The other side of the coin is Hutcheon’s point that history has always been representation, and true access to reality has only been an assumption. In this regard, historiographic metafiction has the ability to reveal more than the victor’s historical narrative. According to an interview with the film’s director, he suggests that the fictional Scottish Doctor allows a more personal window into dictator Idi Amin, a man who has traditionally been known more-so through mythical stories than fact all along. (I’ll have to watch again to get the exact quote.)
Amin is an interesting problem unto himself. It is known that, during the time of Amin’s rule, journalist access was limited to panel interviews with this man alone. His account was the sole authority of the state of his country. Witnesses to Amin’s slaughter within the country were unreachable and outsiders were unsure whether the mass killing was real. Amin also presented his own personal limitation, offering one side of himself to the press and exhibiting quite another behind closed doors. Fiction certainly provides more perspective into Amin as a character, but this not to be mistaken for reality.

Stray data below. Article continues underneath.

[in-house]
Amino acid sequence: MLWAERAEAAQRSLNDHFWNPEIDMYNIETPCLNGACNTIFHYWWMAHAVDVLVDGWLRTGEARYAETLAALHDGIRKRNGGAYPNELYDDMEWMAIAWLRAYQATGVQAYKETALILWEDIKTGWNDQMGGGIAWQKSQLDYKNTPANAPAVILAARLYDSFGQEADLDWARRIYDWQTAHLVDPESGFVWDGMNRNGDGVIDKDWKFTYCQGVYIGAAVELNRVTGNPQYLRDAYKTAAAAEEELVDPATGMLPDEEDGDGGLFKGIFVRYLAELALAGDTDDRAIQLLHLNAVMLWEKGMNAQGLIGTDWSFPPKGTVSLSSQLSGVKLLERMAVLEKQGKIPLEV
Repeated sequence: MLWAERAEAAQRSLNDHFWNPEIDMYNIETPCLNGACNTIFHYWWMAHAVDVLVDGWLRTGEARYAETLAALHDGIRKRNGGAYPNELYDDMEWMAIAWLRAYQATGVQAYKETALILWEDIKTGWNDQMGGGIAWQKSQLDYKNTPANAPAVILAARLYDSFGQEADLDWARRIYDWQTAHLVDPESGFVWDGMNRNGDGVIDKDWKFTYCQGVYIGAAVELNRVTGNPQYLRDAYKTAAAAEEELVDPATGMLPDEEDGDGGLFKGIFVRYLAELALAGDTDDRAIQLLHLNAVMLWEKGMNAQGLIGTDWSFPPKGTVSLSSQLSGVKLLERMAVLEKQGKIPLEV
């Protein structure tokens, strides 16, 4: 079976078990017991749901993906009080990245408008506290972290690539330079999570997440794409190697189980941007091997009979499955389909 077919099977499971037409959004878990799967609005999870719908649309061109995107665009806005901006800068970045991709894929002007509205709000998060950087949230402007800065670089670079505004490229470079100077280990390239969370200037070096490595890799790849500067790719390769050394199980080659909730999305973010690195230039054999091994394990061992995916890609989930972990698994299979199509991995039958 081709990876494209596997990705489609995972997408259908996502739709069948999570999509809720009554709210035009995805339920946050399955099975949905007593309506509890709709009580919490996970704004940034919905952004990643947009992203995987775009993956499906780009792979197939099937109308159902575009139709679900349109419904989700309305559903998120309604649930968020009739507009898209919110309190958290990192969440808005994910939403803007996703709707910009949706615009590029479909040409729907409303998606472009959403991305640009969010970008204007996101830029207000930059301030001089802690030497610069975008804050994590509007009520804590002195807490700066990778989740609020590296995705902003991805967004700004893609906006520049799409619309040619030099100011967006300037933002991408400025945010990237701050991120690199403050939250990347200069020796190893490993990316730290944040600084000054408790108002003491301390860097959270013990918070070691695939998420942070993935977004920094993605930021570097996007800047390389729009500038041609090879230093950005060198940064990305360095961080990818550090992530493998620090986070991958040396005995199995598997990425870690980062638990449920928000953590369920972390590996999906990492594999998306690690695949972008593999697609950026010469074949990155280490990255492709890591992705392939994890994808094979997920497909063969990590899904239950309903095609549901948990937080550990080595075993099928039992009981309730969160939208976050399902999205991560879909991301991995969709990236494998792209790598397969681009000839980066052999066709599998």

Considering these varied ideas, has historiographic metafiction offered distorted interpretation or greater understanding? Preliminary research has already produced a quote pertinent to Jameson’s point. According to “In Uganda, ‘Last King of Scotland’ Generates Blend of Pride and Pain Crowds Flock to Oscar-Honored Film About Idi Amin” By Craig Timberg of the Washington Post:
For Ugandans too young to have clear memories of Amin’s reign, “The Last King of Scotland” gave them a welcome dose of insight into their own national history.
“After seeing the movie,” said Alice Mwesigwa, 32, “it was, ‘Wow, this is real.’ “